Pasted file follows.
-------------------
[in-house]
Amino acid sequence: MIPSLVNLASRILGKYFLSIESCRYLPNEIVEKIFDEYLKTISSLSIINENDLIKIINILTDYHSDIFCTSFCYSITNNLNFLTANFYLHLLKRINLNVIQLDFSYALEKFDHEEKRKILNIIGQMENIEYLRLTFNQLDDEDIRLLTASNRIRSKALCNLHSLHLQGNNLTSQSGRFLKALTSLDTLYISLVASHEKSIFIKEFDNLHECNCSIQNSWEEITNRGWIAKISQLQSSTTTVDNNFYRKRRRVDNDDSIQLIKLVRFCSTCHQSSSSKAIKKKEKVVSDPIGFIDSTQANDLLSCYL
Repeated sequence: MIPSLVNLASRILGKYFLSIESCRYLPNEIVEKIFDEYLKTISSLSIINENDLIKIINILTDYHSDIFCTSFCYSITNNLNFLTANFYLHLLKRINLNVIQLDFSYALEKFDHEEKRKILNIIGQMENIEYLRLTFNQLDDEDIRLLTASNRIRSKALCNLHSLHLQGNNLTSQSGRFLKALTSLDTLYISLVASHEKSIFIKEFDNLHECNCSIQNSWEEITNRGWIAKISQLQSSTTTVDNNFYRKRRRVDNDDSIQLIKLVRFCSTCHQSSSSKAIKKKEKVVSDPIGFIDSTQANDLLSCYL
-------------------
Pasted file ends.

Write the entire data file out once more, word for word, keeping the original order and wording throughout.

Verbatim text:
[in-house]
Amino acid sequence: MIPSLVNLASRILGKYFLSIESCRYLPNEIVEKIFDEYLKTISSLSIINENDLIKIINILTDYHSDIFCTSFCYSITNNLNFLTANFYLHLLKRINLNVIQLDFSYALEKFDHEEKRKILNIIGQMENIEYLRLTFNQLDDEDIRLLTASNRIRSKALCNLHSLHLQGNNLTSQSGRFLKALTSLDTLYISLVASHEKSIFIKEFDNLHECNCSIQNSWEEITNRGWIAKISQLQSSTTTVDNNFYRKRRRVDNDDSIQLIKLVRFCSTCHQSSSSKAIKKKEKVVSDPIGFIDSTQANDLLSCYL
Repeated sequence: MIPSLVNLASRILGKYFLSIESCRYLPNEIVEKIFDEYLKTISSLSIINENDLIKIINILTDYHSDIFCTSFCYSITNNLNFLTANFYLHLLKRINLNVIQLDFSYALEKFDHEEKRKILNIIGQMENIEYLRLTFNQLDDEDIRLLTASNRIRSKALCNLHSLHLQGNNLTSQSGRFLKALTSLDTLYISLVASHEKSIFIKEFDNLHECNCSIQNSWEEITNRGWIAKISQLQSSTTTVDNNFYRKRRRVDNDDSIQLIKLVRFCSTCHQSSSSKAIKKKEKVVSDPIGFIDSTQANDLLSCYL